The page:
Tart was the big winner among the defensive line on Friday night against the Atlanta Falcons, although Murchison, Hamilton, and Jones had their fair share of plays as well. They were disruptive all night long, blowing up plays before they could even occur, and seemingly penetrating poorly protected gaps in both the run and pass game. In the end, it was a dominant evening that came mostly out of left field, despite the rave reviews we’ve been hearing from Vrabel and the rest of the defensive staff.
We’ll need to see more execution like this throughout the preseason to get an accurate reading on how much the depth will really be able to contribute in 2021, especially from Jones and Hamilton after Trevon Coley suffered a season-ending foot injury during Friday night’s game in Atlanta and has since been placed on IR. However, if we see this sort of disruption continue – starting with this week’s joint practices and eventual preseason game with the Tampa Bay Buccaneers – I think we can expect to get a good reading on this position group pretty soon.
How can this depth be a weapon in 2021?
In the midst of the Titans’ defense failing to erase their headache-inducing play from 2020, the defensive line was the one position group that produced any sort of positive play week to week. A lot of that had to do with the breakout of Jeffery Simmons, but he alone couldn’t carry this line.
That led to a vast number of double and even triple teams for Simmons, therefore halting opportunities to stack productive performances on top of each other. This development also made way for an increased amount of one-on-one matchups for Simmons’ defensive line counterparts, and those opportunities weren’t adequately taken advantage of.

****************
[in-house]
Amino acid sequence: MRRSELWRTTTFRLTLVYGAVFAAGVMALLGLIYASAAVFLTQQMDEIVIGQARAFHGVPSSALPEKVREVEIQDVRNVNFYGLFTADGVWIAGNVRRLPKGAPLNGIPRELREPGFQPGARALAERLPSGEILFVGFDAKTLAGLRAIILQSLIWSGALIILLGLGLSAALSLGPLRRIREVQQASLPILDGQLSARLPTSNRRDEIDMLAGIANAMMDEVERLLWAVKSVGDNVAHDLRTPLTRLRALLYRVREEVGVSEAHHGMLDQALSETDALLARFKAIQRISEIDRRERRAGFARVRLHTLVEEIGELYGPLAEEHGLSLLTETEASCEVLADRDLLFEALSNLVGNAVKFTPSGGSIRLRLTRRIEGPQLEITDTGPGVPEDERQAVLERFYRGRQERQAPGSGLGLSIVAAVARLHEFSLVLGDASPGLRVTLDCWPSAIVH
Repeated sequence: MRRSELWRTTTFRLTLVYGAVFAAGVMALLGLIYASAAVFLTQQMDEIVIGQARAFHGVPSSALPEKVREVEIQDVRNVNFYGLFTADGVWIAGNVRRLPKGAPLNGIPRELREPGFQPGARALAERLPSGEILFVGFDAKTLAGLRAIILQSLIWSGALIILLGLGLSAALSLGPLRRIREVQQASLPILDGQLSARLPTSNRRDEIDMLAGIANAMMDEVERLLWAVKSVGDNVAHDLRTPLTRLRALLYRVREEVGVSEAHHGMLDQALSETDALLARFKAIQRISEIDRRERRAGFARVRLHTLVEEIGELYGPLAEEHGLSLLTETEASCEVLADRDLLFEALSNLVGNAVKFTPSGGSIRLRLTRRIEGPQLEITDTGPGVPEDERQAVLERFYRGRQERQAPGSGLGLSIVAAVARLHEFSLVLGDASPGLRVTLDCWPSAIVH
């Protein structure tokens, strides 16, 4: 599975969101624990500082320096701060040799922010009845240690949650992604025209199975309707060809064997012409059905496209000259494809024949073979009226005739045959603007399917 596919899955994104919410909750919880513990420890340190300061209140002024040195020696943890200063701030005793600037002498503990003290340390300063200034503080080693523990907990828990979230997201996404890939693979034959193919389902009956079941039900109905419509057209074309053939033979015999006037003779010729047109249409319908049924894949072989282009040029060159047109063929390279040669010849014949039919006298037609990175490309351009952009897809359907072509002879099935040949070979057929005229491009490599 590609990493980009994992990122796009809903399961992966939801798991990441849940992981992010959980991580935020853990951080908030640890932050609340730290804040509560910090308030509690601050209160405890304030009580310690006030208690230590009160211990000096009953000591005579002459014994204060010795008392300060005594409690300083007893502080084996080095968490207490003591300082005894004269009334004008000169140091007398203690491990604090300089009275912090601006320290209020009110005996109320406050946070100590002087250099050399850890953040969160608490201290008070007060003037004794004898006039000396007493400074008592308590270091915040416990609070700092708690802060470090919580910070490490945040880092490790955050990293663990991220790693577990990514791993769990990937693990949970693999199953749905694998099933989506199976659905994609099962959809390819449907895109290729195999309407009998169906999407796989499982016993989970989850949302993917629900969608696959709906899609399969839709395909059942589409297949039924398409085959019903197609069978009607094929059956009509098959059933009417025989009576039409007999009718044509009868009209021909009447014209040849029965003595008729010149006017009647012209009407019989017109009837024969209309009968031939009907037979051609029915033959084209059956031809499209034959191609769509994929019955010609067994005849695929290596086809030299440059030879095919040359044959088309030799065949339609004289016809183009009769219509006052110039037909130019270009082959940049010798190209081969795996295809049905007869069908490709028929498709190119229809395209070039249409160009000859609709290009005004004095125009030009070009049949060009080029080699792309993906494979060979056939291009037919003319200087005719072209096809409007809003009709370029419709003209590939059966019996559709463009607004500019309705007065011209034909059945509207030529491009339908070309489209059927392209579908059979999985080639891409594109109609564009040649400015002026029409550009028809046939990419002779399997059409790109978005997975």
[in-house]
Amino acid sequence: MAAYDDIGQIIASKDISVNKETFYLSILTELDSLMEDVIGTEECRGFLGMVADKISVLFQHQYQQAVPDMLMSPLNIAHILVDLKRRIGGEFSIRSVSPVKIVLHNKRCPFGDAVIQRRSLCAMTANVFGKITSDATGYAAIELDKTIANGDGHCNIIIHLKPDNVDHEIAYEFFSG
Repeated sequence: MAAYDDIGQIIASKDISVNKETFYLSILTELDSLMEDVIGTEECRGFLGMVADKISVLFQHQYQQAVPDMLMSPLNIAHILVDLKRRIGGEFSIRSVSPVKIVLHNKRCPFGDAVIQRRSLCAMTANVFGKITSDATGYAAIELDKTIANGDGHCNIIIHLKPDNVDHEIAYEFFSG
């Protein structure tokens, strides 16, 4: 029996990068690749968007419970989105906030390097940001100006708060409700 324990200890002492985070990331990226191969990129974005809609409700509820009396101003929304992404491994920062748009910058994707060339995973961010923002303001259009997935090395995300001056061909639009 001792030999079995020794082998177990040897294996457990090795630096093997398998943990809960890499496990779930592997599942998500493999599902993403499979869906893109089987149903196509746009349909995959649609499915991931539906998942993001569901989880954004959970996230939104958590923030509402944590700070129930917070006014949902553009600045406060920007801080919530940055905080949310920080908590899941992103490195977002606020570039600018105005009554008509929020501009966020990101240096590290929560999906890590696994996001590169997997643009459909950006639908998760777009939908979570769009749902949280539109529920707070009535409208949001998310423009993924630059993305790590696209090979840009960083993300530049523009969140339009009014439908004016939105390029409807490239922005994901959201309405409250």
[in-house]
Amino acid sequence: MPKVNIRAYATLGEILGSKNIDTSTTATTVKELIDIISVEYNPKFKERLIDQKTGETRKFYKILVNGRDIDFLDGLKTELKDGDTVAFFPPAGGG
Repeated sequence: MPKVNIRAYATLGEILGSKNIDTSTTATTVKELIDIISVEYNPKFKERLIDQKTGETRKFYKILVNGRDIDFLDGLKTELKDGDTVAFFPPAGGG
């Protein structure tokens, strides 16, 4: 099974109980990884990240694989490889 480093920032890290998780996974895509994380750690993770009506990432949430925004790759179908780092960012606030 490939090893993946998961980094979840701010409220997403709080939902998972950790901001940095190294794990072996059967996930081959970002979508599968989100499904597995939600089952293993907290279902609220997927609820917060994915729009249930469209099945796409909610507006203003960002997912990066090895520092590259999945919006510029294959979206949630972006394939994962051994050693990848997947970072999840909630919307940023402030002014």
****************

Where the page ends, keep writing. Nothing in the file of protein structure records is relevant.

These factors and the simple act of wanting to become more loud on defense was why the team decided to sign Denico Autry in free agency. His versatility and proven high level play should make operating a lot easier for Simmons inside. But it’ll also make life easier for the rest of the depth guys that probably won’t play the gargantuan amount of snaps Simmons and Autry are poised to play. With Simmons and Autry both possessing an absurd amount of versatility for their respective positions, this could open the door for more snaps for the rest of the depth on the defensive line.
Autry played a little bit of 5-Technique in Indianapolis, which could open up another spot in the interior if you wanted to have heavier personnel in sub packages, like early down or short yardage run defense. If the staff feels comfortable with the depth and their ability to rush the passer, you could substitute an outside linebacker for an extra beefy pass rushing option inside. Although that’s probably not even an option considering the amount of nickel they’ll play, which’ll require an extra defensive back or coverage linebacker, just a quick thought of mine.
The point is, the depth on the defensive line is poised to have a rather important role within this defense in 2021. How important will be dependent on their play in the preseason and the rest of camp.
But if it continues to hover around or even surpass the level that its been playing at, you can bet on that role being more important than you might’ve initially thought.
What are your thoughts on the depth the Titans have on the defensive line?